Mikey McCleary might be one of the few white men that Indians would truly love, especially the ones who grew up watching TV in the 2000s and early 2010s. Born in Chennai and originally from New Zealand, McCleary’s popularity grew when he started composing, writing, and performing jingles for leading companies such as Vodafone, Coca-Cola, Levi’s, and so on.
Characterised by breezy vocals and playful instrumentation, McCleary’s tracks were so soothing that he became an instant endorphin-supplier for many an average TV watcher who might not expect much musicality from a 30-second ad. After making quite a name for himself, he compiled his most popular ad songs for a delightful album and aptly titled it TV Dinners.
TV Dinners is a time capsule in itself as it features the full versions of his jingles. These include the joyous The World Is Our Playground which was featured in one of the many Vodafone ‘pug ads’. Similarly, the power ballad Chase Every Dream (featuring Anushka Manchanda) was a part of a Levi’s campaign while the peppy Just A Little Crush (featuring Shalmali Kholgade) was popularised by a Lakme Facewash commercial.
While McCleary joined forces with a number of featured vocalists, his own vocals also shine in the album. He doesn’t try to charter any melodramatic scales with his style mostly being hushed-down, soulful, and laidback. I Don’t Know Wher I’m Going and If I Go Mad bear testimony to this. And of course, the versatile maestro also assumes charge of the instrumentation that includes the sax, xylophone, mouth organ, among others. Acoustic guitar and ukuleles are also an essential part of the ensemble and some of TV Dinners’ tracks do benefit greatly from feel-good strums.
The overall tonality of TV Dinners is such that it would make you feel like venturing out on your neighboring street, and walk all the way on a lazy evening. The naivety and introspection arising from the album as a whole are perfectly suited for a traveling playlist as you end up finding beauty in the mundane and appreciating the little things in life. As McCleary himself sings in the second chapter of the tracklist, ‘the world is our playground’.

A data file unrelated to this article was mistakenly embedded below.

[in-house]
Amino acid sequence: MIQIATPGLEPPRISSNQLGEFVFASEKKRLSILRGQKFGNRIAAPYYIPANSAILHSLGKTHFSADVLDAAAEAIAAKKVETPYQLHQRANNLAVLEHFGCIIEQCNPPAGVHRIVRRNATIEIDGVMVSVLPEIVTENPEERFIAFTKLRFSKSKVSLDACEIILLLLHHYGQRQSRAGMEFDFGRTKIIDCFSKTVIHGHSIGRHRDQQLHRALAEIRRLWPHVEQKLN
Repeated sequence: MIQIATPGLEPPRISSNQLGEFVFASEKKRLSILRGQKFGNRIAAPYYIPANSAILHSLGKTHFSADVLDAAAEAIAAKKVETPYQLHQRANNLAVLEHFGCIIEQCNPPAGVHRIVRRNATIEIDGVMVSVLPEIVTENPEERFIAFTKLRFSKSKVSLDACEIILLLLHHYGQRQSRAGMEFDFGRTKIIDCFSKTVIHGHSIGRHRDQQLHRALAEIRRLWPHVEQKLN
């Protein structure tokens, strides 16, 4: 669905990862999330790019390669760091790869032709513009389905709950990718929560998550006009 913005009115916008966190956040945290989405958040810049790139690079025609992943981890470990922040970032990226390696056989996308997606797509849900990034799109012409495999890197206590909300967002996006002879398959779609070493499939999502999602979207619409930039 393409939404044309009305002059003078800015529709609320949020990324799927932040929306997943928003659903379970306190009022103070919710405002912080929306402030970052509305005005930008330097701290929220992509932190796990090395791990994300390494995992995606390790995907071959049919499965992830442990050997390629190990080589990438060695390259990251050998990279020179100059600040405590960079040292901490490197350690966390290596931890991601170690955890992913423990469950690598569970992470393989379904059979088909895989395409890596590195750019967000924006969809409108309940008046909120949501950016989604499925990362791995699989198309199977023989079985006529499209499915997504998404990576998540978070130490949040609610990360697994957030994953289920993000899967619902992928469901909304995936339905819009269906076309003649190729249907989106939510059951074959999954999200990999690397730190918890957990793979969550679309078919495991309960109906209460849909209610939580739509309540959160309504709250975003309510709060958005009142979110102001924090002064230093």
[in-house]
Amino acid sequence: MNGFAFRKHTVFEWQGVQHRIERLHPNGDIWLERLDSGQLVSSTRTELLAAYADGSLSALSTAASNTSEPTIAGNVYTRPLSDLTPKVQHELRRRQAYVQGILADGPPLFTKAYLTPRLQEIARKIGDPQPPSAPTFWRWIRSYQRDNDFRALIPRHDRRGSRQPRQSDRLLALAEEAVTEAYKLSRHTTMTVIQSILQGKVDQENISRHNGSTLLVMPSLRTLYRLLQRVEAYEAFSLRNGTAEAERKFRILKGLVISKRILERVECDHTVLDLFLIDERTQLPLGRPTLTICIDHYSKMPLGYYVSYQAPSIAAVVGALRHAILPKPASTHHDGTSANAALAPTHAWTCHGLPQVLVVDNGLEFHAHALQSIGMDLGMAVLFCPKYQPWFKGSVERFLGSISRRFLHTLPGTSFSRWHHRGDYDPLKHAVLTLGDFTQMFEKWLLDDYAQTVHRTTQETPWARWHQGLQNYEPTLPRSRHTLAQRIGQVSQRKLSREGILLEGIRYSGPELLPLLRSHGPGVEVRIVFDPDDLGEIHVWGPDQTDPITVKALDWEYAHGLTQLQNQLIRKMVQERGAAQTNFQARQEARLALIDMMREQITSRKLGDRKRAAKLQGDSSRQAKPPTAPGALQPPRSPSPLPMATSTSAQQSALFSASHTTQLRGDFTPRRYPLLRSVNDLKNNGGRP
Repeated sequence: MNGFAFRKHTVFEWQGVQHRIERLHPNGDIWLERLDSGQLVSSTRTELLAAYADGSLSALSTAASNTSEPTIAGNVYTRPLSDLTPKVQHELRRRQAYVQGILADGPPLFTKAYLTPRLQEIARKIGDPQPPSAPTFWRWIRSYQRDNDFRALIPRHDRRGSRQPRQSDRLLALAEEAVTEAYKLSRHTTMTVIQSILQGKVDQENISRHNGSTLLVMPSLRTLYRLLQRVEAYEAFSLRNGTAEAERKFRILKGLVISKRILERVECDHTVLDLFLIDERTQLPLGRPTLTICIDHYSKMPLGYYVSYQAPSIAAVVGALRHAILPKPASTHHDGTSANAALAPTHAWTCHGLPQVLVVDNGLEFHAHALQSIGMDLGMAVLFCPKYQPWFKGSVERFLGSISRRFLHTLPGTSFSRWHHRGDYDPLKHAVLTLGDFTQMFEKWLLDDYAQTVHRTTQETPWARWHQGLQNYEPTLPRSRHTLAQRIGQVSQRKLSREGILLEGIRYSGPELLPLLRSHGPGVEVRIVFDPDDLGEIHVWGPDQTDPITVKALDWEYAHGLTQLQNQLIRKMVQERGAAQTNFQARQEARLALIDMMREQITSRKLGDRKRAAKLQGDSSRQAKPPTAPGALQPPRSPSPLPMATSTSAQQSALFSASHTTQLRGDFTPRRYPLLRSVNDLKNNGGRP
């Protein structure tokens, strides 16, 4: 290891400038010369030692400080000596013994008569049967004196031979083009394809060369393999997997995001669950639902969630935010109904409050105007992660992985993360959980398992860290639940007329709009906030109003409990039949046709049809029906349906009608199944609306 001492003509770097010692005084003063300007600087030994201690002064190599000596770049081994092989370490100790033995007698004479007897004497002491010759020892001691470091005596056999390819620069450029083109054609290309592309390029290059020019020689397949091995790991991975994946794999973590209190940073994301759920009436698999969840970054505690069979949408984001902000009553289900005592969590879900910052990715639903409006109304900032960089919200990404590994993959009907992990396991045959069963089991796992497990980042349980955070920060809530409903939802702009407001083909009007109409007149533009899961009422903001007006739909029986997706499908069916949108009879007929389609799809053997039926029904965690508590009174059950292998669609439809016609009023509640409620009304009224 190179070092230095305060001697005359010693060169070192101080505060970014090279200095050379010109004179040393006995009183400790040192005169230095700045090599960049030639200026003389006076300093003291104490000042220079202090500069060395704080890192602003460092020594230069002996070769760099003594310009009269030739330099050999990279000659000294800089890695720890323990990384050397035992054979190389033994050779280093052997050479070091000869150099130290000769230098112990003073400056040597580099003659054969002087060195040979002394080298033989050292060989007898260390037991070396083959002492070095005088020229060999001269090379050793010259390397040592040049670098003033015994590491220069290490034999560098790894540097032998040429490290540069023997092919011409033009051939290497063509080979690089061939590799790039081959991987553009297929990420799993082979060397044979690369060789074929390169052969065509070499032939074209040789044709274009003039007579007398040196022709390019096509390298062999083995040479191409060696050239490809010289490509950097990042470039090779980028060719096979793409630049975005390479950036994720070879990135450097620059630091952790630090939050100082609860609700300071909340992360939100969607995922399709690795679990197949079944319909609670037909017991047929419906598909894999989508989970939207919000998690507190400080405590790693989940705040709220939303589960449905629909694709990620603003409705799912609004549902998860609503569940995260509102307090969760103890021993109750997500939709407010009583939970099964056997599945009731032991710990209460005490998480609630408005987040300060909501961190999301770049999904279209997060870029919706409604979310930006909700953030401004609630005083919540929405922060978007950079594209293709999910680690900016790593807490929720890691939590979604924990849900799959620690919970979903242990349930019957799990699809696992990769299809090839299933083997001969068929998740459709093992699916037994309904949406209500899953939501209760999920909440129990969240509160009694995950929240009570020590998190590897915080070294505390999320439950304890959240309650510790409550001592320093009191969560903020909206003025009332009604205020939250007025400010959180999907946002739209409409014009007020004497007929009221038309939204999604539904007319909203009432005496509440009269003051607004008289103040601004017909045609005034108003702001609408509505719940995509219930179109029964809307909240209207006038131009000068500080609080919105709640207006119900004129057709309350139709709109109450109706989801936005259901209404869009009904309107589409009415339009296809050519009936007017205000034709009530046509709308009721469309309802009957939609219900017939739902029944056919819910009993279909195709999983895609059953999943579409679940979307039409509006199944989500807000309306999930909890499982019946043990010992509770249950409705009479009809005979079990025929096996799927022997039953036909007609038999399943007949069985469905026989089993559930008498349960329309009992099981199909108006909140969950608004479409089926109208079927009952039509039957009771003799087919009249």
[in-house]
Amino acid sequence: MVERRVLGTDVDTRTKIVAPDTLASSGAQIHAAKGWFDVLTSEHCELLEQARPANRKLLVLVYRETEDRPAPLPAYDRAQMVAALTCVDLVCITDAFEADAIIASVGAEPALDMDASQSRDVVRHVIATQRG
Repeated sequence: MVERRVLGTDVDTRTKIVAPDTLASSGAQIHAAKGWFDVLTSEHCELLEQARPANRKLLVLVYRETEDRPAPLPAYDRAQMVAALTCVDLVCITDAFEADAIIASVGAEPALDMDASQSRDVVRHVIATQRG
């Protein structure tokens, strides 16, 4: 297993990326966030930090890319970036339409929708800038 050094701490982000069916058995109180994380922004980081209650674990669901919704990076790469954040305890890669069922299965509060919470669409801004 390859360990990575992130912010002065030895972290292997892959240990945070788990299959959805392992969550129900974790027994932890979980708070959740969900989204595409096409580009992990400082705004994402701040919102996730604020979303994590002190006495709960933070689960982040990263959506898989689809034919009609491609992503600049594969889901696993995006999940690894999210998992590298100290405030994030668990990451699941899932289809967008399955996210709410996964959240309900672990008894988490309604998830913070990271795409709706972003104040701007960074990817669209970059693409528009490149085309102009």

Even the album’s accompanying visuals celebrate the aesthetics of simple outdoor locations while also featuring McCleary’s high-profile acquaintances like the 2010s-era versions of actors Ranveer Singh, Kalki Koechlin, and hairstylist Sapna Bhavnani. TV Dinners was and will always be a memorable time capsule.
Even though the nature of advertising and music was changing in his time, McCleary presented a simpler vision of the present time. In an ad-space dominated by capitalistic chitter-chatter, the songs of TV Dinners contributed to these large companies while also introducing audiences to its composer’s very own brand of ‘TV pop’.
Ad jingles have been etched in the heads of the idiot-box watchers for a long time but McCleary’s tracks subverted the ‘ad-like’ nature of these jingles and stood well as independent songs on their own. This is perhaps what makes this 2014 album truly one of its kind. It doesn’t attempt to be revolutionary but its charm is enough for it to play on repeat.
Since his ad career skyrocketed, McCleary also started composing for film soundtracks. With Bollywood oversaturated with cringe-inducing remixes, McCleary adopted the pseudonym ‘The Bartender’ and brought his jazzy charm towards yesteryear classics like Khoya Khoya Chand (from Shaitan), Dhak Dhak (from Nautanki Saala), and many more.
Some of his recent work includes composing a song for Gully Boy and contributing to the soundtrack of the Amazon series Four More Shots Please. But despite his stellar discography, TV Dinners will continue living in a special place in the hearts of his niche fans.
If you’re in the mood to cheerfully spend a lazy weekend, you know which album to turn up.
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